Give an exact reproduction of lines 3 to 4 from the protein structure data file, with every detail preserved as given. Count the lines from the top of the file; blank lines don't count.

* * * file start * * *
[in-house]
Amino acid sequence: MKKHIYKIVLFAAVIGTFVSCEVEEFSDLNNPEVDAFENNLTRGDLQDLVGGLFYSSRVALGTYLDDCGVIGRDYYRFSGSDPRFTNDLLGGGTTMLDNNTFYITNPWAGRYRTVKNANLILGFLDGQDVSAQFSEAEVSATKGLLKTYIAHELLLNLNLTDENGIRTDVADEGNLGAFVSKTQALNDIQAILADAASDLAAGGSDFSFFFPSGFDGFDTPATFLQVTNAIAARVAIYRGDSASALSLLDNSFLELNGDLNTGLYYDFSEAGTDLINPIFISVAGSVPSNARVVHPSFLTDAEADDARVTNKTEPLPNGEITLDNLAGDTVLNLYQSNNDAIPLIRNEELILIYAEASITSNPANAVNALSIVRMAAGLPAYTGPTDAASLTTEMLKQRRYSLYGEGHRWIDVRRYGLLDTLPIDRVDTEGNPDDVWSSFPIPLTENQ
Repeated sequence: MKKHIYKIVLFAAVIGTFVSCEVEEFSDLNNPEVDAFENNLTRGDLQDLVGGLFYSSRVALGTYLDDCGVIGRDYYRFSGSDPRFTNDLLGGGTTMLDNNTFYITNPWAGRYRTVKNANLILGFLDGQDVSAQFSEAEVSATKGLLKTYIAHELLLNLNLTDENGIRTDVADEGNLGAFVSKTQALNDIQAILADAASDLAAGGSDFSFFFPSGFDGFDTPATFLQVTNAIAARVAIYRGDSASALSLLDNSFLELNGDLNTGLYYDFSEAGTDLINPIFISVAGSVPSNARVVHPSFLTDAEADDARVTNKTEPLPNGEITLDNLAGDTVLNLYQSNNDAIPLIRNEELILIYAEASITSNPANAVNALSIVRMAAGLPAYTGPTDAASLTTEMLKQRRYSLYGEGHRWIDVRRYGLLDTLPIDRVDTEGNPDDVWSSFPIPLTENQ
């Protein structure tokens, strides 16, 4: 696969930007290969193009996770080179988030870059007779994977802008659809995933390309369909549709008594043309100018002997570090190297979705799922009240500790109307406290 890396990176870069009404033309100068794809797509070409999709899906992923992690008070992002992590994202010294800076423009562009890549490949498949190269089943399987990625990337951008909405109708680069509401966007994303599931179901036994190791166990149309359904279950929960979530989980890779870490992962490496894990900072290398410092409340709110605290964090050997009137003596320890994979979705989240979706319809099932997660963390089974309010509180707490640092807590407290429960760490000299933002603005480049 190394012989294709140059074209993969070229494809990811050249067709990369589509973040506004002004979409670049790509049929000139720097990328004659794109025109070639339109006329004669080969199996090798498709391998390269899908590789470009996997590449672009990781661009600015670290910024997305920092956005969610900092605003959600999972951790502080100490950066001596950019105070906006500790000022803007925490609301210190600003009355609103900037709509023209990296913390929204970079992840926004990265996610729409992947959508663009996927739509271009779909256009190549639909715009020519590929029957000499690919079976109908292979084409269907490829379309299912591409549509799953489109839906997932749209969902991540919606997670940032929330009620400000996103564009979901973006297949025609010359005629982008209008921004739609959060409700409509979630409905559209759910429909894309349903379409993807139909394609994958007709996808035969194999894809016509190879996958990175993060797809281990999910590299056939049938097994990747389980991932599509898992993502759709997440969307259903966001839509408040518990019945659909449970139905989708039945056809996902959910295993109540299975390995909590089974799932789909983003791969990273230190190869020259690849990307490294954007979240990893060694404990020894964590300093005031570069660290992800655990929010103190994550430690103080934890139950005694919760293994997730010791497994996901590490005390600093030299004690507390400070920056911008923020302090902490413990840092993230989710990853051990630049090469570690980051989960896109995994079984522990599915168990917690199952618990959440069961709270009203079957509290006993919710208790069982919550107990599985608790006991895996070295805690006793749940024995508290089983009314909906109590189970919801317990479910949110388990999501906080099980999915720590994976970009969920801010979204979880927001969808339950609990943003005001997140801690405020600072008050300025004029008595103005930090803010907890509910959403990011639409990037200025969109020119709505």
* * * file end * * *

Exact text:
Repeated sequence: MKKHIYKIVLFAAVIGTFVSCEVEEFSDLNNPEVDAFENNLTRGDLQDLVGGLFYSSRVALGTYLDDCGVIGRDYYRFSGSDPRFTNDLLGGGTTMLDNNTFYITNPWAGRYRTVKNANLILGFLDGQDVSAQFSEAEVSATKGLLKTYIAHELLLNLNLTDENGIRTDVADEGNLGAFVSKTQALNDIQAILADAASDLAAGGSDFSFFFPSGFDGFDTPATFLQVTNAIAARVAIYRGDSASALSLLDNSFLELNGDLNTGLYYDFSEAGTDLINPIFISVAGSVPSNARVVHPSFLTDAEADDARVTNKTEPLPNGEITLDNLAGDTVLNLYQSNNDAIPLIRNEELILIYAEASITSNPANAVNALSIVRMAAGLPAYTGPTDAASLTTEMLKQRRYSLYGEGHRWIDVRRYGLLDTLPIDRVDTEGNPDDVWSSFPIPLTENQ
């Protein structure tokens, strides 16, 4: 696969930007290969193009996770080179988030870059007779994977802008659809995933390309369909549709008594043309100018002997570090190297979705799922009240500790109307406290 890396990176870069009404033309100068794809797509070409999709899906992923992690008070992002992590994202010294800076423009562009890549490949498949190269089943399987990625990337951008909405109708680069509401966007994303599931179901036994190791166990149309359904279950929960979530989980890779870490992962490496894990900072290398410092409340709110605290964090050997009137003596320890994979979705989240979706319809099932997660963390089974309010509180707490640092807590407290429960760490000299933002603005480049 190394012989294709140059074209993969070229494809990811050249067709990369589509973040506004002004979409670049790509049929000139720097990328004659794109025109070639339109006329004669080969199996090798498709391998390269899908590789470009996997590449672009990781661009600015670290910024997305920092956005969610900092605003959600999972951790502080100490950066001596950019105070906006500790000022803007925490609301210190600003009355609103900037709509023209990296913390929204970079992840926004990265996610729409992947959508663009996927739509271009779909256009190549639909715009020519590929029957000499690919079976109908292979084409269907490829379309299912591409549509799953489109839906997932749209969902991540919606997670940032929330009620400000996103564009979901973006297949025609010359005629982008209008921004739609959060409700409509979630409905559209759910429909894309349903379409993807139909394609994958007709996808035969194999894809016509190879996958990175993060797809281990999910590299056939049938097994990747389980991932599509898992993502759709997440969307259903966001839509408040518990019945659909449970139905989708039945056809996902959910295993109540299975390995909590089974799932789909983003791969990273230190190869020259690849990307490294954007979240990893060694404990020894964590300093005031570069660290992800655990929010103190994550430690103080934890139950005694919760293994997730010791497994996901590490005390600093030299004690507390400070920056911008923020302090902490413990840092993230989710990853051990630049090469570690980051989960896109995994079984522990599915168990917690199952618990959440069961709270009203079957509290006993919710208790069982919550107990599985608790006991895996070295805690006793749940024995508290089983009314909906109590189970919801317990479910949110388990999501906080099980999915720590994976970009969920801010979204979880927001969808339950609990943003005001997140801690405020600072008050300025004029008595103005930090803010907890509910959403990011639409990037200025969109020119709505």